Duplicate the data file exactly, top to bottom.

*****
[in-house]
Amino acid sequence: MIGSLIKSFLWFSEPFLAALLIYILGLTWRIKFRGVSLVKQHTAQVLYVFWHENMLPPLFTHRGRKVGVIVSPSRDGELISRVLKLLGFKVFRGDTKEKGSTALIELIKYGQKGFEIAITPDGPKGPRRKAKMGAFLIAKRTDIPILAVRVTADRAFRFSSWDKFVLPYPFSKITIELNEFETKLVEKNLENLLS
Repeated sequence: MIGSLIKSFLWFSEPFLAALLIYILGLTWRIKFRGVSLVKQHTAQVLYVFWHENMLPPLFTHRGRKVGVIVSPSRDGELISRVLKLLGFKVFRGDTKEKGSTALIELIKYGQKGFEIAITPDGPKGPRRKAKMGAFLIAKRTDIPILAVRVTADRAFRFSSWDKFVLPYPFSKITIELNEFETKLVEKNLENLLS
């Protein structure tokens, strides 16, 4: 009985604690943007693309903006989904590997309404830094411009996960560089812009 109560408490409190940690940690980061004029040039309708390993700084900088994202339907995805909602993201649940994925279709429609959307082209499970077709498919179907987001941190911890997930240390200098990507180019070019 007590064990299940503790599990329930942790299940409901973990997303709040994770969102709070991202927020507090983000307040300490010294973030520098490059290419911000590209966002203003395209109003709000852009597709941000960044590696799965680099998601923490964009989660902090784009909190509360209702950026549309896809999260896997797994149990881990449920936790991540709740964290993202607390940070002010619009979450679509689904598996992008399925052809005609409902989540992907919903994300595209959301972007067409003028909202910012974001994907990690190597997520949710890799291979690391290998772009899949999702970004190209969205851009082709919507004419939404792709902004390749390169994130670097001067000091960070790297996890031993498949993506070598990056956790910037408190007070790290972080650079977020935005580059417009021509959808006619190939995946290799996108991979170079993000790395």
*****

[in-house]
Amino acid sequence: MIGSLIKSFLWFSEPFLAALLIYILGLTWRIKFRGVSLVKQHTAQVLYVFWHENMLPPLFTHRGRKVGVIVSPSRDGELISRVLKLLGFKVFRGDTKEKGSTALIELIKYGQKGFEIAITPDGPKGPRRKAKMGAFLIAKRTDIPILAVRVTADRAFRFSSWDKFVLPYPFSKITIELNEFETKLVEKNLENLLS
Repeated sequence: MIGSLIKSFLWFSEPFLAALLIYILGLTWRIKFRGVSLVKQHTAQVLYVFWHENMLPPLFTHRGRKVGVIVSPSRDGELISRVLKLLGFKVFRGDTKEKGSTALIELIKYGQKGFEIAITPDGPKGPRRKAKMGAFLIAKRTDIPILAVRVTADRAFRFSSWDKFVLPYPFSKITIELNEFETKLVEKNLENLLS
């Protein structure tokens, strides 16, 4: 009985604690943007693309903006989904590997309404830094411009996960560089812009 109560408490409190940690940690980061004029040039309708390993700084900088994202339907995805909602993201649940994925279709429609959307082209499970077709498919179907987001941190911890997930240390200098990507180019070019 007590064990299940503790599990329930942790299940409901973990997303709040994770969102709070991202927020507090983000307040300490010294973030520098490059290419911000590209966002203003395209109003709000852009597709941000960044590696799965680099998601923490964009989660902090784009909190509360209702950026549309896809999260896997797994149990881990449920936790991540709740964290993202607390940070002010619009979450679509689904598996992008399925052809005609409902989540992907919903994300595209959301972007067409003028909202910012974001994907990690190597997520949710890799291979690391290998772009899949999702970004190209969205851009082709919507004419939404792709902004390749390169994130670097001067000091960070790297996890031993498949993506070598990056956790910037408190007070790290972080650079977020935005580059417009021509959808006619190939995946290799996108991979170079993000790395």